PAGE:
The isolated Pacific villages in the north of Chocó province cry out to those who dream of being cast away. From the equatorial rainforest to the Pacific ocean, this is one of Colombia’s last truly off-grid corners

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There’s a place I walk to each morning when I wake up, jet lagged, at daybreak. I tiptoe from my cabaña, past hammocks and fishermen testing their lines, along molten-silver sands wet from a night-long deluge. I clamber up and over a rock pool. I skirt driftwood exhumed on the last high tide. I follow the snagging coastline, feeling on my bare soles the crisp spines of fallen palm fronds, half-buried in the sand like some giant creature lying in a shallow grave. I walk and walk, and don’t meet another soul, and then it’s there: a mile of rugged, empty beach facing the dawn.

This morning, the Pacific is living up to its name. Peaceful. The light is diffuse; the water fades through deep blue and leaden grey to the darkish lip of the horizon. Little waves lisp and drag at the shore. I’ve never felt so far from home, so blissfully marooned. At my back, the jungle comes crashing down from volcanic hills and then stops in its tracks, like me, to look out across the ocean. And together, the forest and I witness a miracle. In the distance, atop the dark glass of the water, I see a white cloud mushroom and disperse. Moments pass. Then a whale breaches the surface. Its black body rises quickly, vertically from the water. It freezes for a moment, then twists and smacks headlong into the water. I wait for it to come again. I sit so long that hermit crabs waltz up and etch their busy swirls in the sand around my thighs. But the show’s over.

When I get back to El Cantil Ecolodge, in Guachalito, manager Pozo meets me at breakfast with a smile so broad you’d think he’d won the lottery. He suggests in booming costeño Spanish that we should gobble down our bowls of fruit and pile into his fishing boat, grandly named Saviour King II. Conditions are perfect, he says, for an ocean safari. When I tell him about my sighting this morning, he claps his hands: “It’s emotional to see them jump, isn’t it? It’s powerful for me, every time.”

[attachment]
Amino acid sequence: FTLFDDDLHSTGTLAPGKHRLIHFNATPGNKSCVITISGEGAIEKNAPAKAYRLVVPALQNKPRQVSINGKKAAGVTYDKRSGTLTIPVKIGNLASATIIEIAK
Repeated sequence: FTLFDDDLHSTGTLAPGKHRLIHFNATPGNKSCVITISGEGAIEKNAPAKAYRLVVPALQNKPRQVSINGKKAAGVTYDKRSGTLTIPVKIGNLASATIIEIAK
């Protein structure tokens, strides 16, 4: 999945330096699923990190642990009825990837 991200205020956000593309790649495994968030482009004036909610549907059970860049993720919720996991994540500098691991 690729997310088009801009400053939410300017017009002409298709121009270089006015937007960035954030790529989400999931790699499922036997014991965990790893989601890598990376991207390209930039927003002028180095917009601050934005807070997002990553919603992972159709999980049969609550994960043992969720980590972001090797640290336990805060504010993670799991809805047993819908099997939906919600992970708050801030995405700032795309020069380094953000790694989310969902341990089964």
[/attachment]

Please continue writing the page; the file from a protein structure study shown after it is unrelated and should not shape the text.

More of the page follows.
With no roads penetrating the surrounding jungle, the main route in and out of Chocó province is by turboprop from Medellín, giving this area the feel of an island, untethered from the rest of the nation. As our boat powers out of El Cantil’s shallow cove and onto the open ocean, the resort of seven thatched cabañas — a glorious, off-grid hideaway without electricity, wi-fi or even phone signal — is soon swallowed up by the forest-shrouded coastline.

Then Pozo spots a fisherman he knows, so we cut the engines and bob over. The man is standing in a wooden outrigger canoe, a yellowfin tuna taking up half his boat.

The fisherman swivels to point out various spots on the water where he’s seen whales that morning. The three of us scan the ocean, waiting for a sign. Waiting is a big part of being Chocoano, Pozo insists, reclining against the prow. “Throw your watch away — here we run on Chocó time.”